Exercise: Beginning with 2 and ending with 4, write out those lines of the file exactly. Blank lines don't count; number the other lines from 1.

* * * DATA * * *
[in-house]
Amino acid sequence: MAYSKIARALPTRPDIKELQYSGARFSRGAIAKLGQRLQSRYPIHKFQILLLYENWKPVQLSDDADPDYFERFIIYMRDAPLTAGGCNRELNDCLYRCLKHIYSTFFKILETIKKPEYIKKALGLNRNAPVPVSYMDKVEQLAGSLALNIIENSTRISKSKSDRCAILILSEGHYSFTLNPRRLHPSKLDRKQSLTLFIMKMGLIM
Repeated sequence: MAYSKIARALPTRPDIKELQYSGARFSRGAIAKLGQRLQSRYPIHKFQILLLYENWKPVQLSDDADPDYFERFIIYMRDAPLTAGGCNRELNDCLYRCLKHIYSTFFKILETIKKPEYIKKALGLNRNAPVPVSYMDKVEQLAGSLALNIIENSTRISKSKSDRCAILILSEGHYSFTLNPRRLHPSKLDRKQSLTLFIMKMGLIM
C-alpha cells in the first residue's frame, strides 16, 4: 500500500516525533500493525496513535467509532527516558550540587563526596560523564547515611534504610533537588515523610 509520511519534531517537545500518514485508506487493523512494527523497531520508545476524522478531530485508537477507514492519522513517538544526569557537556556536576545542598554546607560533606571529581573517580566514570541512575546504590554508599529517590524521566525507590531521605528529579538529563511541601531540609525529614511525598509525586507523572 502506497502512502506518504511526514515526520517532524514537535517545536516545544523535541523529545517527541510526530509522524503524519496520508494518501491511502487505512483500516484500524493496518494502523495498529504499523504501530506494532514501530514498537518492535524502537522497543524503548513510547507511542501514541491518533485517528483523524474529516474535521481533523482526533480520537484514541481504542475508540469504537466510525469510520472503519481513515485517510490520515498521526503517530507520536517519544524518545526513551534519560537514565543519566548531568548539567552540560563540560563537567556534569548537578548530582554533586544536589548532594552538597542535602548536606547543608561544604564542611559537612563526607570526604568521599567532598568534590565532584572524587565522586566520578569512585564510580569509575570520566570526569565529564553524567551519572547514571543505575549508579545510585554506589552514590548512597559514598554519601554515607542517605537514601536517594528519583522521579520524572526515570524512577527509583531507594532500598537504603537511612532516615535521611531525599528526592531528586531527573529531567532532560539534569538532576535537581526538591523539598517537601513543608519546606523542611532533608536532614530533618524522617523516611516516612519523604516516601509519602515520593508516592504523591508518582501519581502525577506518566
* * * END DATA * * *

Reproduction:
Amino acid sequence: MAYSKIARALPTRPDIKELQYSGARFSRGAIAKLGQRLQSRYPIHKFQILLLYENWKPVQLSDDADPDYFERFIIYMRDAPLTAGGCNRELNDCLYRCLKHIYSTFFKILETIKKPEYIKKALGLNRNAPVPVSYMDKVEQLAGSLALNIIENSTRISKSKSDRCAILILSEGHYSFTLNPRRLHPSKLDRKQSLTLFIMKMGLIM
Repeated sequence: MAYSKIARALPTRPDIKELQYSGARFSRGAIAKLGQRLQSRYPIHKFQILLLYENWKPVQLSDDADPDYFERFIIYMRDAPLTAGGCNRELNDCLYRCLKHIYSTFFKILETIKKPEYIKKALGLNRNAPVPVSYMDKVEQLAGSLALNIIENSTRISKSKSDRCAILILSEGHYSFTLNPRRLHPSKLDRKQSLTLFIMKMGLIM
C-alpha cells in the first residue's frame, strides 16, 4: 500500500516525533500493525496513535467509532527516558550540587563526596560523564547515611534504610533537588515523610 509520511519534531517537545500518514485508506487493523512494527523497531520508545476524522478531530485508537477507514492519522513517538544526569557537556556536576545542598554546607560533606571529581573517580566514570541512575546504590554508599529517590524521566525507590531521605528529579538529563511541601531540609525529614511525598509525586507523572 502506497502512502506518504511526514515526520517532524514537535517545536516545544523535541523529545517527541510526530509522524503524519496520508494518501491511502487505512483500516484500524493496518494502523495498529504499523504501530506494532514501530514498537518492535524502537522497543524503548513510547507511542501514541491518533485517528483523524474529516474535521481533523482526533480520537484514541481504542475508540469504537466510525469510520472503519481513515485517510490520515498521526503517530507520536517519544524518545526513551534519560537514565543519566548531568548539567552540560563540560563537567556534569548537578548530582554533586544536589548532594552538597542535602548536606547543608561544604564542611559537612563526607570526604568521599567532598568534590565532584572524587565522586566520578569512585564510580569509575570520566570526569565529564553524567551519572547514571543505575549508579545510585554506589552514590548512597559514598554519601554515607542517605537514601536517594528519583522521579520524572526515570524512577527509583531507594532500598537504603537511612532516615535521611531525599528526592531528586531527573529531567532532560539534569538532576535537581526538591523539598517537601513543608519546606523542611532533608536532614530533618524522617523516611516516612519523604516516601509519602515520593508516592504523591508518582501519581502525577506518566